Posted by Kathy Waller
My letter for today in this April A to Z Challenge is W.
The topic for today is weather.
The topic for today was going to be writer, but while I was working on the post last night, there came a sudden rumbling and crashing and flashing of light, and suddenly there was no topic at all. I ran around the room unplugging cables and cords, and my husband woke and stumbled downstairs to make sure I’d unplugged the right things.
I don’t know how long it lasted–I gave up and went to bed myself before finding out. If I’d been afraid, I’d have sat up until I knew whether I was going to end up in Oz. I don’t like surprises. And I don’t like the idea that I might wake up to find myself standing in the yard wearing just my jammies and lacking the proper underpinnings.
I don’t think the Austin area has been under tornado watch this spring, but Dallas and surrounding areas have been threatened. A niece posted on Facebook one day this week that sirens were going off in Waxahachie.
When I was four, I visited relatives in Dallas just after a tornado had hit. My cousins were laughing about a spot on the news: “Whoops! There goes a house. Whoops! There goes a man!” I didn’t know how they could joke about such a serious matter. I wanted to get out of there as soon as possible.
Family lore includes two weather stories that (at least the family thought) are worth repeating.
The first–While reports came in about flooding in a different part of the state, Central Texas was in its usual condition of relative drought. There was talk of meeting at church to pray for rain. Miss Lizzie Dawson told Aunt Bettie that she’d already begun praying: “I said, ‘Lord, we need rain. We need rain real bad. I pray that you’ll send us a good, hard rain. But now, Lord,’ I said, ‘we don’t want what those people up in Baxter got.'”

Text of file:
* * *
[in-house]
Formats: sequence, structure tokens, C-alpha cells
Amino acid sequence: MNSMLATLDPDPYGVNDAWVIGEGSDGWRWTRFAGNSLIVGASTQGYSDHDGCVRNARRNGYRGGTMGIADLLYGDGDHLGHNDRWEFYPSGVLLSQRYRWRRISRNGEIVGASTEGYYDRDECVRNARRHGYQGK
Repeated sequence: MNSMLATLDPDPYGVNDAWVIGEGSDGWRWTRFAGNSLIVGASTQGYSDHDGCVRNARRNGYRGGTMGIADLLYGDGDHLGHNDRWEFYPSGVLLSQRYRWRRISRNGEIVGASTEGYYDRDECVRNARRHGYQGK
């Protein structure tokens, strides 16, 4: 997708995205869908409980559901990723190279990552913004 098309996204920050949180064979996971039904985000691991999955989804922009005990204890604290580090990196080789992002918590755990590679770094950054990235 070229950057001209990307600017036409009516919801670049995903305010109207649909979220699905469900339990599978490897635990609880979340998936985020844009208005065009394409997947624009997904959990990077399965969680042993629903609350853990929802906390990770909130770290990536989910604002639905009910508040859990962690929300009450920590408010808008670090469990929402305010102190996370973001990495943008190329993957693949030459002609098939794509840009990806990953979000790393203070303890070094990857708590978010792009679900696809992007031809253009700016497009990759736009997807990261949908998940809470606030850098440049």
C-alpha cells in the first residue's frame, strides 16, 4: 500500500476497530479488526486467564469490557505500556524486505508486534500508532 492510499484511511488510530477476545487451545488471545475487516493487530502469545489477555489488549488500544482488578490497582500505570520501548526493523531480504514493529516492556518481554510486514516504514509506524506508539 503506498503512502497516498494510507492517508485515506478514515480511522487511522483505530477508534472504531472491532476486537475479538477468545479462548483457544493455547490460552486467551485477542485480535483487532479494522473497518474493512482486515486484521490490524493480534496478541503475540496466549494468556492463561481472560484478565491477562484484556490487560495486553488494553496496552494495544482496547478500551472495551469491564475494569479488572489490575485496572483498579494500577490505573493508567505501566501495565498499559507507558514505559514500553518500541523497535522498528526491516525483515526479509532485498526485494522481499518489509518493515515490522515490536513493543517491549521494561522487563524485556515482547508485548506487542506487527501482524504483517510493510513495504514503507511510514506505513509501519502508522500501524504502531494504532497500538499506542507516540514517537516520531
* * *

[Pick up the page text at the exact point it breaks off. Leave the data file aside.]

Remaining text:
Well, in matters of weather, it’s always best to be specific.
In the second instance, the MacKenzie boy came in from the barn shouting that a tornado was headed right for the house. Danger being imminent, the family decided the only thing they could do was pray. They knelt in the kitchen and Mr. MacKenzie, considerably rattled, could think of only one thing to say: “For the things we are about to receive, Lord, make us truly thankful.” Then he jumped to his feet and said, “Oh, no! That won’t do.”
The tornado didn’t hit the house, so the MacKenzies were grateful anyway.
We’re always grateful when bad weather detours around us. Tornadoes, hurricanes, floods–they’re serious matters. But, as with other sources of grief and suffering, we laugh, perhaps to lighten the hurt, perhaps to blur reality, perhaps to celebrate that in times of trouble, we can still find a reason to laugh.
Two of her short stories, “A Nice Set of Wheels,” and “Hell on Wheels,” appear in Austin Mystery Writers’ new crime fiction anthology, MURDER ON WHEELS, published by Wildside Press.